Thoroughly prepare for the job interview. Because job interviews are the company’s doorstep screening, Castro believes that responses shouldn’t be impromptu. “Anticipate interview questions and prepare responses. An applicant can think of actual examples or situations that can exhibit his or her competencies before the interview.” Because the interview confirms what is written on the resume, make sure that your bio-data highlights the outputs and training connected with the skills the job requires.
When you land the job, always frame each experience in the context of experience. “The real world of work is a place to learn, network, and to be tough. Colleagues may assist or ‘grill’ you. Learn from every experience, either good or bad, because this can contribute to your professional and psychosocial wellbeing,” Castro shares. He also encourages fresh graduates to set priorities so as not to be overwhelmed with work. “When you are willing to learn and are determined, the kind-hearted will readily assist you,” Castro added.
In the meantime, live in the moment and savor the moment of graduation. To celebrate your special day, we’ve compiled some bits of trivia on this landmark event.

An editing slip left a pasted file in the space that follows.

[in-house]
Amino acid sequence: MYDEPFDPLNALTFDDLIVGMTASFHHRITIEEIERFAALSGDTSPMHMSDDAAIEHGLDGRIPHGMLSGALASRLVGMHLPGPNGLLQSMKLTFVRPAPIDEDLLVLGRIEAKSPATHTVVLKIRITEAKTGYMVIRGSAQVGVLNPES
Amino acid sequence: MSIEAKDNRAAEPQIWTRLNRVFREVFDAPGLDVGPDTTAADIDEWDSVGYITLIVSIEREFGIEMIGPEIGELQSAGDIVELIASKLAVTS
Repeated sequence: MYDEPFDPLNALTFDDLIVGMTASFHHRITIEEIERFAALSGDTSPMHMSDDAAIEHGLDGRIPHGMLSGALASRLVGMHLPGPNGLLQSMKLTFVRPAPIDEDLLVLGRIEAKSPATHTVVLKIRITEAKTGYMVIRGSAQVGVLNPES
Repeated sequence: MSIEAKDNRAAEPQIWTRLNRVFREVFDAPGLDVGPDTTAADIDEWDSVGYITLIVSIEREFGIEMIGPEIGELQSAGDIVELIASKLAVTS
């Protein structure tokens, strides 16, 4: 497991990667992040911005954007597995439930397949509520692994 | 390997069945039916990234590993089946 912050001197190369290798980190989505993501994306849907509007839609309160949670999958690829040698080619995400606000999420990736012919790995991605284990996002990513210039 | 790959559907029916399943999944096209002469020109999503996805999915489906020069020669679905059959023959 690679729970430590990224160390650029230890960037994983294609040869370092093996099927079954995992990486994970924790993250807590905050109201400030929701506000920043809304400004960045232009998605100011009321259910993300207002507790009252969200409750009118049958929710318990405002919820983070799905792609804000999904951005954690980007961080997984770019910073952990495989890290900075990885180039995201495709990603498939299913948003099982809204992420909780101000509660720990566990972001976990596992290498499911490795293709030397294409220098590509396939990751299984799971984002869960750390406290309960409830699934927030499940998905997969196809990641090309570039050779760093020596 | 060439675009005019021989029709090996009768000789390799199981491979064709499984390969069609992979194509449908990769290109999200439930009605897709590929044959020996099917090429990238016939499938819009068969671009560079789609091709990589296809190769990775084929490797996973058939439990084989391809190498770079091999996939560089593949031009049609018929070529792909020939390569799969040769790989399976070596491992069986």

Mortarboard. Church luminaries first wore this traditional graduation headgear in the 16th century. These were called mortarboards for of its similarity to a masonry tool. In the 19th century, the tassels were added and worn on the right side. During graduation rites, it is moved to the left when the candidate receives his degree.
Toga. The graduation gowns used today are inspired from long gowns of scholars during the middle ages. Back then, the gowns effectively staved off the cold in study halls. Graduation gown traditions took off in the 12th and 13th centuries, along with the opening of universities.
Diplomas. Originally, diplomas were written in ink on paper-thin parchment made of sheepskin, rolled and tied with a ribbon.
College Ring/Class ring. Rings worn by the alumni and alumnae to commemorate their graduation. It was in 1835 when the first ever class ring was created for the United States Military Academy at West Point.